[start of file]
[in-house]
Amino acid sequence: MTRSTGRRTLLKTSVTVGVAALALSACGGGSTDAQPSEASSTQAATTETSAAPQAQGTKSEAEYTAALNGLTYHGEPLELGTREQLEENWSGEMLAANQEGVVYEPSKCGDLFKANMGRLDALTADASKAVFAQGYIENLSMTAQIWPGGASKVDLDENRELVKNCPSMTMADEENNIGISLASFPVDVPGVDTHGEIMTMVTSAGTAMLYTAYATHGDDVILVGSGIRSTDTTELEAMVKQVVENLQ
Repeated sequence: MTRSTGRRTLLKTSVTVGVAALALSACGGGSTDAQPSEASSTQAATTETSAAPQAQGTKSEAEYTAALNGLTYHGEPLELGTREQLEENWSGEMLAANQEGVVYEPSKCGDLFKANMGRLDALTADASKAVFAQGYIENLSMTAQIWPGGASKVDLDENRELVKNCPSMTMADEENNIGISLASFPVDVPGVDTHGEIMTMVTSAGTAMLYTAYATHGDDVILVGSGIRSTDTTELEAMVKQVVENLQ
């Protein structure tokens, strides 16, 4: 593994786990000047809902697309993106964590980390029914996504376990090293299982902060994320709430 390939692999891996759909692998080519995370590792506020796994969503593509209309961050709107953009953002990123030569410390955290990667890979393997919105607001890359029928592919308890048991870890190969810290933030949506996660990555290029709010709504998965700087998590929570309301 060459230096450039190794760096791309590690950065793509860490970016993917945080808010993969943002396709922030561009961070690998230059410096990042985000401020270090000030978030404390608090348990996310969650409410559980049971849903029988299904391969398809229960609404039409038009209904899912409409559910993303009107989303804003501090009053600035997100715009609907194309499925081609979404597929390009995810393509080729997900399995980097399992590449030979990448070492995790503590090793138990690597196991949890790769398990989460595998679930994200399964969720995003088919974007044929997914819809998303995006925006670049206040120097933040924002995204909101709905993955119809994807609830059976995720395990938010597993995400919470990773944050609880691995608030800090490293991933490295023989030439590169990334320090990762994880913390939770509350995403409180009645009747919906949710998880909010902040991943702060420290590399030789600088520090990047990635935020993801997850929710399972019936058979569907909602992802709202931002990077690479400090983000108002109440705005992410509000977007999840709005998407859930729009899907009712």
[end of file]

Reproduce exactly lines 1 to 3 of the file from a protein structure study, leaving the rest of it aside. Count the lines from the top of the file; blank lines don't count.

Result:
[in-house]
Amino acid sequence: MTRSTGRRTLLKTSVTVGVAALALSACGGGSTDAQPSEASSTQAATTETSAAPQAQGTKSEAEYTAALNGLTYHGEPLELGTREQLEENWSGEMLAANQEGVVYEPSKCGDLFKANMGRLDALTADASKAVFAQGYIENLSMTAQIWPGGASKVDLDENRELVKNCPSMTMADEENNIGISLASFPVDVPGVDTHGEIMTMVTSAGTAMLYTAYATHGDDVILVGSGIRSTDTTELEAMVKQVVENLQ
Repeated sequence: MTRSTGRRTLLKTSVTVGVAALALSACGGGSTDAQPSEASSTQAATTETSAAPQAQGTKSEAEYTAALNGLTYHGEPLELGTREQLEENWSGEMLAANQEGVVYEPSKCGDLFKANMGRLDALTADASKAVFAQGYIENLSMTAQIWPGGASKVDLDENRELVKNCPSMTMADEENNIGISLASFPVDVPGVDTHGEIMTMVTSAGTAMLYTAYATHGDDVILVGSGIRSTDTTELEAMVKQVVENLQ